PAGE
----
# Recognizing Visual Patterns

Finding patterns is at the heart of mathematics. While sometimes these patterns can lead us astray (the Greeks believed false things about perfect numbers because of patterns that didn't continue, for example), the ability to recognize and extend patterns is extremely important.

Searching for **visual patterns** can be as simple as identifying the change from one item in a sequence to the next. Some possible changes to look for include

- changes in color
- rotation
- vertical or horizontal translation
- changes in shape
- changes in size.

## Recognizing Visual Patterns - Basic

When looking for visual patterns, it is a good practice to make a hypothesis based on one or two terms and then test it against an additional item to see if your expected pattern matches the entire sequence.

Being able to recognize visual patterns will allow you to solve problems like this:

## What comes next?

If we track the blue square, we see that it goes from the top, down to the second, and then to the third, so it will likely be in the fourth (at the bottom). Notice that there are \(2\) options with the blue square at the bottom.

If we look at any other square, say the yellow square, we see that it similarly moves downwards, and that after it is the fourth, it moves to the top. Hence, the \(2^{\text{nd}}\) square should be yellow, the first square should be green, and the third square should be red.

Thus, the answer is B. \( _ \square \)

## What comes next?

We see that the number of circles increases, while they still have the same height. Counting the number of circles, we see that there is \(1,\) then \(2,\) and then \(4.\) This sequence doubles, so the next one should have \(8\) circles. Counting carefully, we get that the answer is D. \(_\square\)

## What comes next?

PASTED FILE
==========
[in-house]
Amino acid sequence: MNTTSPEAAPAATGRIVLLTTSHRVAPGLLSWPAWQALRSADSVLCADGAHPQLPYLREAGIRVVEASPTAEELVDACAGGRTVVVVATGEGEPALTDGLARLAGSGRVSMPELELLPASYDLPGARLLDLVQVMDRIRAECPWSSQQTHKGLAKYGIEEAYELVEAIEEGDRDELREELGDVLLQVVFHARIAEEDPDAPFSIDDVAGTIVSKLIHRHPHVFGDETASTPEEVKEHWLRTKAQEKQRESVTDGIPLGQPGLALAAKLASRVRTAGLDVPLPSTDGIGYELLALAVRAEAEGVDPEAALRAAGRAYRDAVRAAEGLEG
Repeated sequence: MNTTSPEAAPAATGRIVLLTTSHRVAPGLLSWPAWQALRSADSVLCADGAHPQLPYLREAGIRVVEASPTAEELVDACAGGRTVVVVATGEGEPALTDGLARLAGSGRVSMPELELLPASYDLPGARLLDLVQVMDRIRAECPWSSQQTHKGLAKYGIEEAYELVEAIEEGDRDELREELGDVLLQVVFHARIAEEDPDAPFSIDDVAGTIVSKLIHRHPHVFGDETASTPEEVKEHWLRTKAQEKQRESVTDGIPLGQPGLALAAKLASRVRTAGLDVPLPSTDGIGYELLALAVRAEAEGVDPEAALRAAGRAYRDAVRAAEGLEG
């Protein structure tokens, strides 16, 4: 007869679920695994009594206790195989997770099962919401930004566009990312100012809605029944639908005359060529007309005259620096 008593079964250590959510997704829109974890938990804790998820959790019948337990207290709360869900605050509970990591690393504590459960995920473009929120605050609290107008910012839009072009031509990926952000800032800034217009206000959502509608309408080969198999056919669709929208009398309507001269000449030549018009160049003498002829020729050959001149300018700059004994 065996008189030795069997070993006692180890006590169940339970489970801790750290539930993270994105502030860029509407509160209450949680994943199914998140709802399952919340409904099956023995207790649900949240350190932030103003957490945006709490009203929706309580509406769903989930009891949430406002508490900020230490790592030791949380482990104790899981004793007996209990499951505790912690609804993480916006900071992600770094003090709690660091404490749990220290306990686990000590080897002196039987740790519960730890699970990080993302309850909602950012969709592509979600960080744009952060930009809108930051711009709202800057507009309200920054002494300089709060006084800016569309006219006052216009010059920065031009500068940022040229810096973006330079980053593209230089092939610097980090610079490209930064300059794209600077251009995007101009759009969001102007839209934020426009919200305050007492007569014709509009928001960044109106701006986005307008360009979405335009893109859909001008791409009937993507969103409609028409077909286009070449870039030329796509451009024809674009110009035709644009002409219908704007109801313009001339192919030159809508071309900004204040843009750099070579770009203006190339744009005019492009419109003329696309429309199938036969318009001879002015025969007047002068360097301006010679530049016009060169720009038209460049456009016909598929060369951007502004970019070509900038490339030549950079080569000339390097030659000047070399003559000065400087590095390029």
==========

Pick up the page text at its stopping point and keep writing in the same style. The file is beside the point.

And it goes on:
Looking at the first three shapes, we recognize that the order of arrangement is such that the number of sides in each polygon is increasing by one, going from left to right. The first one has \(3\) sides, the second one \(4,\) and the third one \(5.\) Thus, the forth one should have \(6\) sides, implying that \(a)\) is the answer.

Also, the colors of the first three polygons are red, orange and yellow, respectively, which is the first three colors of a rainbow. Thus, the next color should be green, which again is the answer \(a).\) \( _\square\)

## What comes next?

Let's label the vertices (corners) of the pentagon as follows:

Then, the red diagonal arrow connects \(1\rightarrow 4,\) then \(2\rightarrow 5,\) and then \(3 \rightarrow 1.\) In other words, it is connecting the first vertex to the vertex which is 3 away in the clockwise direction. Thus, we expect the next arrow to connect \(4 \rightarrow 2\), so the answer is B. \( _\square\)

## Recognizing Visual Patterns - Intermediate

## What comes next?

Looking at the images, we can recognize the numbers \(1, 2, 3, \ldots.\) However, there is something additional added to them. If we were to ignore the numbers \(1, 2, 3,\) then we realize that we still get the numbers \(1, 2, 3,\) but rotated by \(180\) degrees! Thus, this sequence is obtained by taking a number, rotating it by \(180\) degrees and then superimposing it on the original image. The next number that we should use is \(8,\) and this procedure yields \(\text{c)}\) as the answer. \(_\square\)

## What is the number of squares in the last section where the question mark is?

The number of boxes in the first section is \(1.\)

The number of boxes in the second section is \(1,\) which is the sum of all the numbers of boxes before that.

The number of boxes in the third section is \(2,\) which is the sum of all the numbers of boxes before that, i.e. \[1+1=2.\] The number of boxes in the fourth section is \(4,\) which is the sum of all the numbers of boxes before that, i.e. \[1+1+2=4.\] The number of boxes in the fifth section is \(8,\) which is the sum of all the numbers of boxes before that, i.e. \[1+1+2+4=8.\] Thus, the number of boxes in the sixth and last section should be \(16,\) which is the sum of all the numbers of boxes before that, i.e. \[1+1+2+4+8=16. \] Therefore, the correct answer is \(\text{c).} \ _\square\)

## See Also

**Cite as:**Recognizing Visual Patterns.

*Brilliant.org*. Retrieved from https://brilliant.org/wiki/pattern-recognition-visual-easy-2/